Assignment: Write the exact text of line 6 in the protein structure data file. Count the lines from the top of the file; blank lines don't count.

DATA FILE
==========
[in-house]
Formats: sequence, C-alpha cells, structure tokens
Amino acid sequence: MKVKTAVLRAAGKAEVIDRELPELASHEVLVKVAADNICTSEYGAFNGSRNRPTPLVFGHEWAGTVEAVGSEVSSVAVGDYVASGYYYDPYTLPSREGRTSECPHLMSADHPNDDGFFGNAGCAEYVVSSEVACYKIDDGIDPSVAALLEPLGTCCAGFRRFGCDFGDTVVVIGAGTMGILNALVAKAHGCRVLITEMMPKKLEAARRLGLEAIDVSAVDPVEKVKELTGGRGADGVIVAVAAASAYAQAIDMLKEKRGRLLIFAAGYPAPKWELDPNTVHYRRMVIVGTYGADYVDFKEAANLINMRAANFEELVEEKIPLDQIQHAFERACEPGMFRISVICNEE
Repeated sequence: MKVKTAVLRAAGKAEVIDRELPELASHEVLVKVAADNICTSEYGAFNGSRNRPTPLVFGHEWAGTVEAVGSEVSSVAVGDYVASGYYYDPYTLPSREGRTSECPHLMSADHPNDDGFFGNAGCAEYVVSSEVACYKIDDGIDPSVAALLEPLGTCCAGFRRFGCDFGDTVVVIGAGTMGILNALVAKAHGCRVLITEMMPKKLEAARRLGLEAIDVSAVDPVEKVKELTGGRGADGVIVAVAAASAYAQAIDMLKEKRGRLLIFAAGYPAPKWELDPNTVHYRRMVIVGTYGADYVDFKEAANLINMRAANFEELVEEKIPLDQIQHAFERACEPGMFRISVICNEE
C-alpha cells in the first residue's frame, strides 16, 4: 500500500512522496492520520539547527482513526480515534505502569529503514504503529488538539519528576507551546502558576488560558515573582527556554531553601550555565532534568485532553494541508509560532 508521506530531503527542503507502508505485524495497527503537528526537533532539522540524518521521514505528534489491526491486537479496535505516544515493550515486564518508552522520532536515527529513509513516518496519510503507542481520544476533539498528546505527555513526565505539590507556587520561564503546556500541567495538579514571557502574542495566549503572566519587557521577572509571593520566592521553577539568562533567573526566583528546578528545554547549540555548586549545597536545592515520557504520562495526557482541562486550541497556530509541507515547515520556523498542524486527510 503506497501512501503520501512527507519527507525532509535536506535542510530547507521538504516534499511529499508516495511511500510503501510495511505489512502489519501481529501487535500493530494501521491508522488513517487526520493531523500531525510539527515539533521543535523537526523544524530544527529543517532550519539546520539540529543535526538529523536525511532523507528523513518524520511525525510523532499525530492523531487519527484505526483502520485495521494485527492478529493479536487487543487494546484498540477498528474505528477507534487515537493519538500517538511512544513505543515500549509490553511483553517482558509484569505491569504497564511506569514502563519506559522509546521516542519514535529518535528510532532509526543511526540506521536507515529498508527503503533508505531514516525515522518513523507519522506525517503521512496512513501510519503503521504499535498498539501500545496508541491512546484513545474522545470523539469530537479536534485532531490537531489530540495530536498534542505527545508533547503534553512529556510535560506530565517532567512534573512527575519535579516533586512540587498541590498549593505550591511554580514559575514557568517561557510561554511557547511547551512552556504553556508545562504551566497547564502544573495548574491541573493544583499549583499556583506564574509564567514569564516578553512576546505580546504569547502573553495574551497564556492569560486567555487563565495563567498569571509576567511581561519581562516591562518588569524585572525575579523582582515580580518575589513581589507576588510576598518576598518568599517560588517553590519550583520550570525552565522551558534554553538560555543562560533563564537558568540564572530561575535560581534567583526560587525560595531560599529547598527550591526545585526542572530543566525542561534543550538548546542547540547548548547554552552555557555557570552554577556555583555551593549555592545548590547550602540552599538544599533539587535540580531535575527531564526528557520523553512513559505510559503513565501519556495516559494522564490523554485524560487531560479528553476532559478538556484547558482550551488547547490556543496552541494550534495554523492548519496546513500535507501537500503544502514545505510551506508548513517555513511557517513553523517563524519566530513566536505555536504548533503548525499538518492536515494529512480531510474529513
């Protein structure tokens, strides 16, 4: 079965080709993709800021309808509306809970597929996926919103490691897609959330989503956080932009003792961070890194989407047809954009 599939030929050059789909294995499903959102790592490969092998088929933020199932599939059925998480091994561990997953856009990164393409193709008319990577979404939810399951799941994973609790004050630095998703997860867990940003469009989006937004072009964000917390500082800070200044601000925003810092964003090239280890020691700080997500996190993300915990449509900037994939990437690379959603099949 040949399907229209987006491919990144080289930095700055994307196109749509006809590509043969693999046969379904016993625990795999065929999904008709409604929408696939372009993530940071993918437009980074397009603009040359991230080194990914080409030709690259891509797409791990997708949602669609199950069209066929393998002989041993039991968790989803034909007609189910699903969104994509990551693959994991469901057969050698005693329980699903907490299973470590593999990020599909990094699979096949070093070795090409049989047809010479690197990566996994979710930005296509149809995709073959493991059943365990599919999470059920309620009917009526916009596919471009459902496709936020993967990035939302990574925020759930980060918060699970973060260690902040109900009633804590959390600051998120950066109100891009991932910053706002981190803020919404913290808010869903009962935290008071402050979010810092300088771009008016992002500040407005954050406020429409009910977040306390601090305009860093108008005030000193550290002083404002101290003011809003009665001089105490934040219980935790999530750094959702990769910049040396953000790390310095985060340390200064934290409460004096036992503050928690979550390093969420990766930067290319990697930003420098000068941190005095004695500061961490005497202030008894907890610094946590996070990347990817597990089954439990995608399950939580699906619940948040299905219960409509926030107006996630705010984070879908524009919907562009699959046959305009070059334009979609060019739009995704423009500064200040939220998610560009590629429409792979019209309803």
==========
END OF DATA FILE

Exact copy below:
């Protein structure tokens, strides 16, 4: 079965080709993709800021309808509306809970597929996926919103490691897609959330989503956080932009003792961070890194989407047809954009 599939030929050059789909294995499903959102790592490969092998088929933020199932599939059925998480091994561990997953856009990164393409193709008319990577979404939810399951799941994973609790004050630095998703997860867990940003469009989006937004072009964000917390500082800070200044601000925003810092964003090239280890020691700080997500996190993300915990449509900037994939990437690379959603099949 040949399907229209987006491919990144080289930095700055994307196109749509006809590509043969693999046969379904016993625990795999065929999904008709409604929408696939372009993530940071993918437009980074397009603009040359991230080194990914080409030709690259891509797409791990997708949602669609199950069209066929393998002989041993039991968790989803034909007609189910699903969104994509990551693959994991469901057969050698005693329980699903907490299973470590593999990020599909990094699979096949070093070795090409049989047809010479690197990566996994979710930005296509149809995709073959493991059943365990599919999470059920309620009917009526916009596919471009459902496709936020993967990035939302990574925020759930980060918060699970973060260690902040109900009633804590959390600051998120950066109100891009991932910053706002981190803020919404913290808010869903009962935290008071402050979010810092300088771009008016992002500040407005954050406020429409009910977040306390601090305009860093108008005030000193550290002083404002101290003011809003009665001089105490934040219980935790999530750094959702990769910049040396953000790390310095985060340390200064934290409460004096036992503050928690979550390093969420990766930067290319990697930003420098000068941190005095004695500061961490005497202030008894907890610094946590996070990347990817597990089954439990995608399950939580699906619940948040299905219960409509926030107006996630705010984070879908524009919907562009699959046959305009070059334009979609060019739009995704423009500064200040939220998610560009590629429409792979019209309803």